Alpine air smacks my cheeks as I step onto the tarmac. A curtain of blue-grey mountains encircles the airport and I’m suddenly aware: this is a majestic land.
It’s my first time in New Zealand and the start of a one-week encounter that leaves me longing for more time to roam the captivating wilderness of the South Island.
Soon we are driving down towards Queenstown. It sits so pretty beside the lake, protected by peaks and lapped by a tranquil blue. The first of many photo stops reminds me of the icy chill outside, and I’m giddy to see surrounding slopes spotted with snow.
I quickly realise that Queenstown shares many similarities with other ski-towns. A handful of languages brush my ears as I walk the paved arcade noting the mix of tourism offices, international brands and local shops along the way. But the provincial charm is not lost in this nomad beacon. Boats bob gently by the pier and locals greet you with a warm hello.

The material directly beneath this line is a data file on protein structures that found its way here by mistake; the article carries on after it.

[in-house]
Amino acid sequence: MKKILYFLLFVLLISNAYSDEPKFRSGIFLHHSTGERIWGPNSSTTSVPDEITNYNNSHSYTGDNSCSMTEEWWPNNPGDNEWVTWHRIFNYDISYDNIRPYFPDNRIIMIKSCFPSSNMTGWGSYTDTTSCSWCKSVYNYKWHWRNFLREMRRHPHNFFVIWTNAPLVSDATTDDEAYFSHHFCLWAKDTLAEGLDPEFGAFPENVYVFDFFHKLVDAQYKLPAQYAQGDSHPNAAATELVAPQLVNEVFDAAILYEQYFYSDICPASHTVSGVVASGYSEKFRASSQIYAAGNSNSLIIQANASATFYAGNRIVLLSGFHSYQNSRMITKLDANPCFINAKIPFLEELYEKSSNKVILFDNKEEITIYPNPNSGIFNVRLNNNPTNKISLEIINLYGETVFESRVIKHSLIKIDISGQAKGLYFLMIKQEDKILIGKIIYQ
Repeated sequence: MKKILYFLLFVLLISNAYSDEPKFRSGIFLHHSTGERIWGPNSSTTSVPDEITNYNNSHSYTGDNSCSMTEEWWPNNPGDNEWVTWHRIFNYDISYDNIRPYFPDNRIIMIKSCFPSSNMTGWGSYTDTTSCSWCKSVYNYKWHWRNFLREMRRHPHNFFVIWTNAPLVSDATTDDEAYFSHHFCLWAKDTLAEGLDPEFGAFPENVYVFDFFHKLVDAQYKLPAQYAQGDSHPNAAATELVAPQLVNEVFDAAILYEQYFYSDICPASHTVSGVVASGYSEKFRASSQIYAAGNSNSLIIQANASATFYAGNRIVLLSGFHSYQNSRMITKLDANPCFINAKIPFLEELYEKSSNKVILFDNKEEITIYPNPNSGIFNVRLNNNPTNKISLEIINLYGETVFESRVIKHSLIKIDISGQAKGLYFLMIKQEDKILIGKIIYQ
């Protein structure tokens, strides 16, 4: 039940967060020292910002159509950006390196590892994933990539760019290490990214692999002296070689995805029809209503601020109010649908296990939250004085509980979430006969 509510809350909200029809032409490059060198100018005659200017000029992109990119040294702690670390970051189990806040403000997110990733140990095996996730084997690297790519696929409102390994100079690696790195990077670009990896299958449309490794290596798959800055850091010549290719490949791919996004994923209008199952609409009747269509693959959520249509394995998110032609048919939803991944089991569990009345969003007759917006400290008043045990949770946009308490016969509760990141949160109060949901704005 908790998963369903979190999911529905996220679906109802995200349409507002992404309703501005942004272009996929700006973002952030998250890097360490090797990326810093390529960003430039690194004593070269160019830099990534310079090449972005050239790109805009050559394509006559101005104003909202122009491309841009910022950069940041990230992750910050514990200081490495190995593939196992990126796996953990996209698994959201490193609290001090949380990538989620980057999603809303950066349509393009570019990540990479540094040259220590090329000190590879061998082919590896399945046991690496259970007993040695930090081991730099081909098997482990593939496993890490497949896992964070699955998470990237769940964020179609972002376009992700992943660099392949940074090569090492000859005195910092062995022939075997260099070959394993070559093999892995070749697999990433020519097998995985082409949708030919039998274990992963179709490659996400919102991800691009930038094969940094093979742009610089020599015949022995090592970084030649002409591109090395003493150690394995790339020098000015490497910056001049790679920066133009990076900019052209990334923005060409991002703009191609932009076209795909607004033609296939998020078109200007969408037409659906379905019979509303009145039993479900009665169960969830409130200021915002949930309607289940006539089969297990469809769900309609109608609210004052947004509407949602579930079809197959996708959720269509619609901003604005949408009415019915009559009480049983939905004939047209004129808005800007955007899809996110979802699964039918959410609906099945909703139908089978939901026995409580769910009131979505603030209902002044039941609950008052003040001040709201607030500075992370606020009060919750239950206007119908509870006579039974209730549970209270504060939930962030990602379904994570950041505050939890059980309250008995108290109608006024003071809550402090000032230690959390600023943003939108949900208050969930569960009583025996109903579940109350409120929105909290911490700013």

After a quick bite, we’ve recovered some warmth and are already leaving dear Queenstown. We planned to stay for a few nights in nearby Wanaka, another lakeside town famous for it’s stunning scenery, before returning for a closer look.
Tips for arriving in Queenstown:
- Frankton Airport services Queenstown. It is relatively small for an international port but still has a small selection of duty free alcohol and perfumes on sale, and a sizeable hire car hub. The airport is 6km from Queenstown.
- Vudu Cafe is a cosy stop for some coffee and cake or a sandwich. Like most New Zealand eateries, it has gluten-free options. Find it in the centre of Queenstown, in Beach Street.
- I was told by a couple of locals that parking in Queenstown centre is a ‘nightmare’, but each time we arrived with our hire car, we found a spot within a block of the central district. Driving in from the airport, you’ll find a big car park on your right-hand side as you reach the centre. It’s paid but cheap, and if you arrive early in the morning, available for 8 hours at a time.